2. Payment method. The payment method is a payment term that is not always included in the agreement itself and instead may be stated in the seller’s invoices (or in its standard payment terms and conditions, if applicable). For instance, out of the fifteen examples below, only example 2 specifies the payment method (see section 6.5.4). In either case, be sure to note the acceptable methods of payment and any details relevant to such method (e.g., bank information for electronic funds transfers, address for sending payments if by cheque, etc.).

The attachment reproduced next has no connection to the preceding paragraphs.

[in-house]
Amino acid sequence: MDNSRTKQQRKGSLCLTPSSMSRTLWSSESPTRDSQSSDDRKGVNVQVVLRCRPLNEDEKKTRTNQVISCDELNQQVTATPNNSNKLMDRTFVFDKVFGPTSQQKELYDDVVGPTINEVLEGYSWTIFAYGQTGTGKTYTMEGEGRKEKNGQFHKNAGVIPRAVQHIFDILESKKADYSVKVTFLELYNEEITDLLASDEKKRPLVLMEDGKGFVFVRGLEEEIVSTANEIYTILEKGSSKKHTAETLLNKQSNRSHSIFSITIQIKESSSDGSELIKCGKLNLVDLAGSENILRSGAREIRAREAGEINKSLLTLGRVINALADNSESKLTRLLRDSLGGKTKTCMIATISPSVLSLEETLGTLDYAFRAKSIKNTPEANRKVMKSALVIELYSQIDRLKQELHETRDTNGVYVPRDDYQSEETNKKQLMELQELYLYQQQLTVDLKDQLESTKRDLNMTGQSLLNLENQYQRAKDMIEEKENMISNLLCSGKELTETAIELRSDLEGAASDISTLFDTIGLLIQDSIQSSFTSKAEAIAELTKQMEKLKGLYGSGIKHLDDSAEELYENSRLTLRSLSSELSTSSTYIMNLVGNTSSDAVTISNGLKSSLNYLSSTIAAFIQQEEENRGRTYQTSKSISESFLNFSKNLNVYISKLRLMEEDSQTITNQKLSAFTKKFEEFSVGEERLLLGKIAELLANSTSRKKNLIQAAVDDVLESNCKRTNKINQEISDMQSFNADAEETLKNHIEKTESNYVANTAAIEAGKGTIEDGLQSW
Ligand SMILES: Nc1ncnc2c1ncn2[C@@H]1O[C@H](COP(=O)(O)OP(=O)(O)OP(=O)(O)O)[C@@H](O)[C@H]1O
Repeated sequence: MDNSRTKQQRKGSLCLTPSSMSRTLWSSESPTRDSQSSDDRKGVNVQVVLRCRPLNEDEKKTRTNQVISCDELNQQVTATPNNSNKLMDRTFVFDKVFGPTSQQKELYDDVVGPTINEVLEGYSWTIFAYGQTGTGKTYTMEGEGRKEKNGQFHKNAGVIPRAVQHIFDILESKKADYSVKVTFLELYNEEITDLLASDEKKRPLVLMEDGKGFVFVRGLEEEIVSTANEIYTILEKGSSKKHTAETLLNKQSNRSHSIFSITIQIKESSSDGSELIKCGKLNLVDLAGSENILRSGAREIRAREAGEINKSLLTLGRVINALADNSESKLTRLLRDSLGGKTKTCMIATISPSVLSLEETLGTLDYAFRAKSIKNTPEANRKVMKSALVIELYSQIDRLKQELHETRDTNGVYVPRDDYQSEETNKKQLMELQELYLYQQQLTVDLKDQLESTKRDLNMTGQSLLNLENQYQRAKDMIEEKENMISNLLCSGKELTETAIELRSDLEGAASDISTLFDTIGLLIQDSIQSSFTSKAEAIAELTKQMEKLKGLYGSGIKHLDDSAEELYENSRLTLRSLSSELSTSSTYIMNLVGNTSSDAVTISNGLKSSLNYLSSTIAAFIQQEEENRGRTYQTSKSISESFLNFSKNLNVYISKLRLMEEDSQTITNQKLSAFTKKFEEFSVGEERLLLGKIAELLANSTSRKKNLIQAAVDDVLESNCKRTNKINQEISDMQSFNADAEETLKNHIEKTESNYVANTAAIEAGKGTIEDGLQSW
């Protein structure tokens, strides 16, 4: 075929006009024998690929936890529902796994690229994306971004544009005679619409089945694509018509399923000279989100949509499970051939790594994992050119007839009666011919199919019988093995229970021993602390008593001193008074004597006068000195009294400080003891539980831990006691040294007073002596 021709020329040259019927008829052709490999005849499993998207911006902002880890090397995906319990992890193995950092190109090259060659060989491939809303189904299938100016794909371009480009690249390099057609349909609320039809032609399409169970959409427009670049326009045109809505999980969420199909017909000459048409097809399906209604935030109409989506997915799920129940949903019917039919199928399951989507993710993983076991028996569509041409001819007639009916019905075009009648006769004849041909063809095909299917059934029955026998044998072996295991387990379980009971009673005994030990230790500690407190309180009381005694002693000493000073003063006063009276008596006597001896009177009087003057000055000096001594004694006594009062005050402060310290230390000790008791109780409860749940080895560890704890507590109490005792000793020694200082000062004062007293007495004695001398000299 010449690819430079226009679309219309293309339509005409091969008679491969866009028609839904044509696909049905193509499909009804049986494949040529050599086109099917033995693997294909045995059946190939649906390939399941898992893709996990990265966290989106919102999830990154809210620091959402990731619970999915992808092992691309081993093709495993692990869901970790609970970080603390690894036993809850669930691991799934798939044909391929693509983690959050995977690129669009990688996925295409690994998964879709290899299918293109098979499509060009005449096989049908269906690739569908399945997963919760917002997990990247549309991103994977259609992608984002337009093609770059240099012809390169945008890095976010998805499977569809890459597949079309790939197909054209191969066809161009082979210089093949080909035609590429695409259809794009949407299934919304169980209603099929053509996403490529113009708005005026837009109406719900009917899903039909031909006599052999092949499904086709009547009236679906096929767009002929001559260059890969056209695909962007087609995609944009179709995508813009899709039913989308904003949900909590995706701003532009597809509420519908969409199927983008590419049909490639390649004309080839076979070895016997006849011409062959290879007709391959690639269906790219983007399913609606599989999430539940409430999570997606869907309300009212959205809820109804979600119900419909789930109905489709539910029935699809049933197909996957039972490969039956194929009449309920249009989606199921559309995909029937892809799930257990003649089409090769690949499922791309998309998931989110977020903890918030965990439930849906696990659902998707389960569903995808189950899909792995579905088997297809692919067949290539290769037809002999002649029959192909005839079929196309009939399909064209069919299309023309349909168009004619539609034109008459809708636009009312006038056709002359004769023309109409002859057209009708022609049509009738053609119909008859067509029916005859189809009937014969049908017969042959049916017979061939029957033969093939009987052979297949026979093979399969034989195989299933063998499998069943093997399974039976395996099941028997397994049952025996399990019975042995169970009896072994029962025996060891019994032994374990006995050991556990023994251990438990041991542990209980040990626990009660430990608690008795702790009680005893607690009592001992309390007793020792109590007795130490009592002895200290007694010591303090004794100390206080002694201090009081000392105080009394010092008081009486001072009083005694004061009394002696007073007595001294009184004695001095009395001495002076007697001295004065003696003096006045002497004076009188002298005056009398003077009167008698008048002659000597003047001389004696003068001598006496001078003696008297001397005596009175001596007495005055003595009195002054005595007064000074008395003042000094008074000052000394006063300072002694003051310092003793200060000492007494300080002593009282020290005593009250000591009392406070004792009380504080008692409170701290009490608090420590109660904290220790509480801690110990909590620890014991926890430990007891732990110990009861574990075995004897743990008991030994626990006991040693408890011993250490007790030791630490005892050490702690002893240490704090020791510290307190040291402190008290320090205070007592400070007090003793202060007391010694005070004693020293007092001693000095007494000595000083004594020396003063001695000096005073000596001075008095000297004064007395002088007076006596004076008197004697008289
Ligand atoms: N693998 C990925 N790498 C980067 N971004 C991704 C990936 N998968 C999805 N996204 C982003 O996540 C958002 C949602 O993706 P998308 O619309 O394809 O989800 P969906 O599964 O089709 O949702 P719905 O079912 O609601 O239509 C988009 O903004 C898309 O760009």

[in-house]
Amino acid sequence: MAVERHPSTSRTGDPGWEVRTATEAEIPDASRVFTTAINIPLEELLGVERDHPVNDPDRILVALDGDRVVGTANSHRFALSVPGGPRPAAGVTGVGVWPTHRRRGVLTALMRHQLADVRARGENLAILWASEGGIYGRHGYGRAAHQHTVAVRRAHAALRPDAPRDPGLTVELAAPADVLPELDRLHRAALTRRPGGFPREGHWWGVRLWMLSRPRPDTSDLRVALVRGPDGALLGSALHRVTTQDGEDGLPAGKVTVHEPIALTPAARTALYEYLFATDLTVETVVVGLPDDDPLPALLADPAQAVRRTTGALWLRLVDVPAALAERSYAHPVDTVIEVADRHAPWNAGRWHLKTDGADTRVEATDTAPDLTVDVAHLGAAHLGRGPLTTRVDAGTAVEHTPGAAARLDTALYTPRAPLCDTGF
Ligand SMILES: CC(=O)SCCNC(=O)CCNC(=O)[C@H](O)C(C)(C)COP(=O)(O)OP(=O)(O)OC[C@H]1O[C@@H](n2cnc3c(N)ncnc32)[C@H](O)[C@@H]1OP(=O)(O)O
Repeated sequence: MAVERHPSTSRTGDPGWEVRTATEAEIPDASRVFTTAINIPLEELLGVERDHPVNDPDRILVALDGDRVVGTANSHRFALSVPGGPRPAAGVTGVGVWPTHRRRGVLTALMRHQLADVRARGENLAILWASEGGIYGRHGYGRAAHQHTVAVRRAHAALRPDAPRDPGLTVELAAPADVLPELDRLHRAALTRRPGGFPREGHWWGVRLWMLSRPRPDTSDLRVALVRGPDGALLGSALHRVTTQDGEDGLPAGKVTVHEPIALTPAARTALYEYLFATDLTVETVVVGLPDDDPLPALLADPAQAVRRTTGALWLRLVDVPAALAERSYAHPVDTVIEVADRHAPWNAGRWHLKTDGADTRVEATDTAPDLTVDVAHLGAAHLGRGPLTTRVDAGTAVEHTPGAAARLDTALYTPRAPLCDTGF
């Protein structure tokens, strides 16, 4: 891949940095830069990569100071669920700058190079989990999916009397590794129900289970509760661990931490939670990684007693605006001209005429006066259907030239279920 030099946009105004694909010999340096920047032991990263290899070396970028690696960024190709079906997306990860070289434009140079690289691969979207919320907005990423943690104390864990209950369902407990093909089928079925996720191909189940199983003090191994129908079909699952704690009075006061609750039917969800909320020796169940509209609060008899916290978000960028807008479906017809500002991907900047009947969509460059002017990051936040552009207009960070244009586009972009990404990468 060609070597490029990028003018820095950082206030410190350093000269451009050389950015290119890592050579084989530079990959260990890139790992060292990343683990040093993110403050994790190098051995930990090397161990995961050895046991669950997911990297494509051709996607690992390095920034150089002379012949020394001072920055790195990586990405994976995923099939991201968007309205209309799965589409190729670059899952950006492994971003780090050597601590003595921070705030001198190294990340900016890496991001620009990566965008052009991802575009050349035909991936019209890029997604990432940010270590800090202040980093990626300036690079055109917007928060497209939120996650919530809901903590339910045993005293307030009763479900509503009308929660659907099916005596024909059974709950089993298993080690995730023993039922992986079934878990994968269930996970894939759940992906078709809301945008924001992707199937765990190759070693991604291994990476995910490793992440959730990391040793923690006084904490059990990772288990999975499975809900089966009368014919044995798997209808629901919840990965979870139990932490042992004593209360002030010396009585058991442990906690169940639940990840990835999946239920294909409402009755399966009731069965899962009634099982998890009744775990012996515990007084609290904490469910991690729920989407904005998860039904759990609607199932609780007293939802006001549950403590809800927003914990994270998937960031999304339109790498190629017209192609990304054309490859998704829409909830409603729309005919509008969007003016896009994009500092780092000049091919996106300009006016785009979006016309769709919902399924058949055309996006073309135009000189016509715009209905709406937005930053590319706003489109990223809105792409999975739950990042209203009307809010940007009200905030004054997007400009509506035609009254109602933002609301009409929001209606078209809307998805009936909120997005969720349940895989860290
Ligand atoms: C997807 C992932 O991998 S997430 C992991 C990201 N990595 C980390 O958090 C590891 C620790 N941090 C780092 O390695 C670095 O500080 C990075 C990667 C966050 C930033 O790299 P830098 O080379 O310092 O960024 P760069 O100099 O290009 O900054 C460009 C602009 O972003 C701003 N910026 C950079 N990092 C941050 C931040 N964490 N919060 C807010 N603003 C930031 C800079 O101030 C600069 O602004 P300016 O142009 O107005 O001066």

3. Timing of payment. As noted above, the payment due date specifies the date by which payment must be made; whereas the timing of payment considers when the obligation to pay arises relative to the delivery of goods or services. Some agreements, like example 2 below, may stipulate payment in advance for goods or services (or, alternatively, they may require a deposit on account of the purchase price, which is then drawn down as goods or services are supplied to the buyer). For sellers, being able to receive payment in advance is beneficial from both a cash-management and credit-risk perspective. Sellers (or their finance teams), however, will want to understand when and over what period they will perform the obligations related to any advance payment to ensure that (i) the recognition of revenue follows applicable accounting standards and (ii) these advance payments are accurately reported in their financial statements (typically, they are booked as “deferred revenue” - a balance sheet liability - until recognized). For buyers, contracts mandating up-front payment decrease their available cash and/or require them to use available credit facilities sooner rather than later, thereby exposing them to potential opportunity costs and/or excess financing costs. Therefore, all else equal, buyers generally prefer to buy goods or services on account (i.e., using trade credit).